FDA Panel Approves Pfizer Vaccine For Nationwide Distribution

December 11, 2020 by Tom Ramstack
Documents created by Pfizer for the meeting with the Food and Drug Administration advisory panel, as Pfizer seeks approval for emergency use of their COVID-19 vaccine, are seen on Thursday, Dec. 10, 2020. The meeting of outside advisers to the Food and Drug Administration represented the next-to-last hurdle before the expected start of the biggest vaccination campaign in U.S. history. Depending on how fast the FDA signs off on the panel's recommendation, shots could begin within days. (AP Photo/Jon Elswick)

WASHINGTON — A federal panel of outside experts on Thursday endorsed a coronavirus vaccine from Pfizer and BioNTech, recommending that the Food and Drug Administration move forward with emergency authorization.

President-elect Joe Biden responded with a statement saying, “Today’s approval by the Food & Drug Administration of the Pfizer-BioNTech COVID-19 vaccine is a bright light in a needlessly dark time. We are grateful to the scientists and researchers who developed this vaccine. And, we are grateful to the scientists and public health experts who evaluated the safety and efficacy of this vaccine free from political influence.”

Hours earlier, cargo delivery company executives reassured a U.S. Senate committee that they are prepared for prompt and safe distribution of the COVID-19 vaccine.

They said they started preparing months earlier for what FedEx Express employees are calling “ship-a-thon.”

“We don’t expect anything we won’t be able to handle,” said Richard Smith, FedEx Express’ regional president of the Americas.

As Smith testified to the Senate Commerce, Science and Transportation Committee, a Food and Drug Administration advisory panel was meeting before voting later in the day to approve the Pfizer-BioNTech vaccine that shows 95% effectiveness in preventing COVID-19.

Nearly all the nationwide deliveries will be made by FedEx Express and United Parcel Service.

The urgency of the approval was underscored in comments by senators during the committee hearing amid reports of a record 3,140 COVID-19 American deaths a day earlier. Another record was set by the number of hospitalizations at about 106,000.

“We recognize that this is complex and critical work,” Smith said.

Approval of a second vaccine developed by Moderna, Inc. is expected within days.

Smith said the FedEx Express preparations included special training for the company’s cargo airline pilots, hiring an additional 70,000 employees and setting up equipment to produce the dry ice needed to keep the vaccines super cold.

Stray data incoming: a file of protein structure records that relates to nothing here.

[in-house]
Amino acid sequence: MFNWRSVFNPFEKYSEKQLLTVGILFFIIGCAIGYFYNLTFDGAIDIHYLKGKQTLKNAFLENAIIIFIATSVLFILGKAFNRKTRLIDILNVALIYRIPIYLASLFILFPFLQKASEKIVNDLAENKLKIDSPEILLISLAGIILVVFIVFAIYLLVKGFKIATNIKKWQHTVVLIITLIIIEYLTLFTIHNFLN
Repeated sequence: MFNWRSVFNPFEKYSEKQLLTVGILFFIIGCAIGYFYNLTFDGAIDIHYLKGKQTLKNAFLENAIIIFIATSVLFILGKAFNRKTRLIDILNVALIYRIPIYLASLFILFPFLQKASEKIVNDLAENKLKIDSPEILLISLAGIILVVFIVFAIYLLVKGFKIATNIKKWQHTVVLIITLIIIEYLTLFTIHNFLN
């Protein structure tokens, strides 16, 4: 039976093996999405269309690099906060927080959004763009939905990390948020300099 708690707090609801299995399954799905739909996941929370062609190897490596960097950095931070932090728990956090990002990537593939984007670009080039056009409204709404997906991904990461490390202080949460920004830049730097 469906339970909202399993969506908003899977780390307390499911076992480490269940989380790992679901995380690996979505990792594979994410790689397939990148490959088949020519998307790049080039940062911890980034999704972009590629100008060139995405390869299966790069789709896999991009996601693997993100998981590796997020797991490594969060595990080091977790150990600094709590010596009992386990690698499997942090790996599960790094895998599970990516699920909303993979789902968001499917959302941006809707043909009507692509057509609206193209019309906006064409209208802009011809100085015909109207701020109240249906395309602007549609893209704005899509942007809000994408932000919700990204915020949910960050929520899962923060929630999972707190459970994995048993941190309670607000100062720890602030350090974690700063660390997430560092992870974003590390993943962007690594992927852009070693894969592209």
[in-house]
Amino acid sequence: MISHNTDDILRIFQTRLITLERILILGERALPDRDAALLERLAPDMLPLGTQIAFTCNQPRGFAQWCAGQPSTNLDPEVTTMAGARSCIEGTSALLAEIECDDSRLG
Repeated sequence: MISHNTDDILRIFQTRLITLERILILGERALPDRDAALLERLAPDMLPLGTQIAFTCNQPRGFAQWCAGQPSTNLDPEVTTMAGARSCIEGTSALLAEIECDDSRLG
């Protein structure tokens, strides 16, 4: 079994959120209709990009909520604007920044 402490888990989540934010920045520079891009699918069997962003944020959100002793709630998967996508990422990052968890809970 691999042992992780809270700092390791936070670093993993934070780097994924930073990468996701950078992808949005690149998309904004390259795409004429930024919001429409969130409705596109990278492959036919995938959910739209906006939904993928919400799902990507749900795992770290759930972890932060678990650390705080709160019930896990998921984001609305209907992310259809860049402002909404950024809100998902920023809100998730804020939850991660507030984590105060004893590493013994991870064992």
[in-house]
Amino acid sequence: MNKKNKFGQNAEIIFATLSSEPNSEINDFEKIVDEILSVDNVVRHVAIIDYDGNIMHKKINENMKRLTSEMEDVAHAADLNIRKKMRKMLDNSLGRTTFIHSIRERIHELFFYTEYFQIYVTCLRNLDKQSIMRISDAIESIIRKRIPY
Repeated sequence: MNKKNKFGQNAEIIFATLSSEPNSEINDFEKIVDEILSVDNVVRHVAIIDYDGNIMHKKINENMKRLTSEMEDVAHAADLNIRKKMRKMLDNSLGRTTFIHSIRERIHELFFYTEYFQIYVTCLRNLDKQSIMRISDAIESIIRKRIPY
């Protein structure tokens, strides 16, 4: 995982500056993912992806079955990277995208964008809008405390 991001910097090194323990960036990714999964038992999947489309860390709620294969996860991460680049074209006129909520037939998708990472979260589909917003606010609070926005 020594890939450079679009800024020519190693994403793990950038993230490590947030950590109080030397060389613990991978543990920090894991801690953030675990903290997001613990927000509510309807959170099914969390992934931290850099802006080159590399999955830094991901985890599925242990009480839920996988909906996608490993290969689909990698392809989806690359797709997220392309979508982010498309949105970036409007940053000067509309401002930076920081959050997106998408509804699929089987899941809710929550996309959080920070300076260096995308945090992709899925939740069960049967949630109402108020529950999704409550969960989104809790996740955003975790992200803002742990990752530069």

Dry ice refers to frozen carbon dioxide, which is used as a cooling agent at sub-zero temperatures.

The Pfizer, Inc. vaccine must be stored at 94-degrees below zero Fahrenheit to preserve it before vaccination and the Moderna vaccine must be kept at 4 degrees below zero. In addition to dry ice, FedEx Express and UPS have put “ultra cold” freezers in their facilities.

Despite the logistical challenges, FedEx Express can deliver to every Zip Code in the United States “absolutely, positively overnight,” even in rural areas, Smith said.

Wesley Wheeler, president of Global Healthcare for UPS, said his company has been doing dry runs along with Pfizer and Moderna to ensure there would be no snags in deliveries.

“UPS has spent many weeks designing the supply routes,” Wheeler said.

The preparations included reserving air traffic lanes, building a computerized forecasting model to anticipate problems and installing machines at their Louisville, Ky., facility that can produce 40,000 pounds of dry ice daily.

The plans call for shipments transferred from airplanes to trucks for final delivery to be escorted by police. Many of the deliveries will go to pharmacies at Walgreens and CVS retail stores.

The vaccines will become UPS’s top priority, Wheeler said.

“It goes on the plane first, it comes off the plane first,” he said.

Several senators asked about the risk hackers could disrupt the distribution network through computer viruses.

Wheeler said UPS uses “data feeds” to track deliveries. Years of experience has taught their information technology security personnel to detect disruptions quickly, he said. 

“Those data feeds are well protected,” Wheeler said. “We have firewalls.”

Sen. Tammy Duckworth, D-Ill., called the planned vaccine distributions “one of the most complex logistical challenges our country has ever faced.”

Sen. Jon Tester, D-Mont., seemed uncertain UPS and FedEx Express could make good on their pledge of prompt vaccine deliveries, particularly in rural areas like his home state of Montana. 

“Quite frankly, if you get a blizzard that blows through, it’s going to screw things up,” Tester said.


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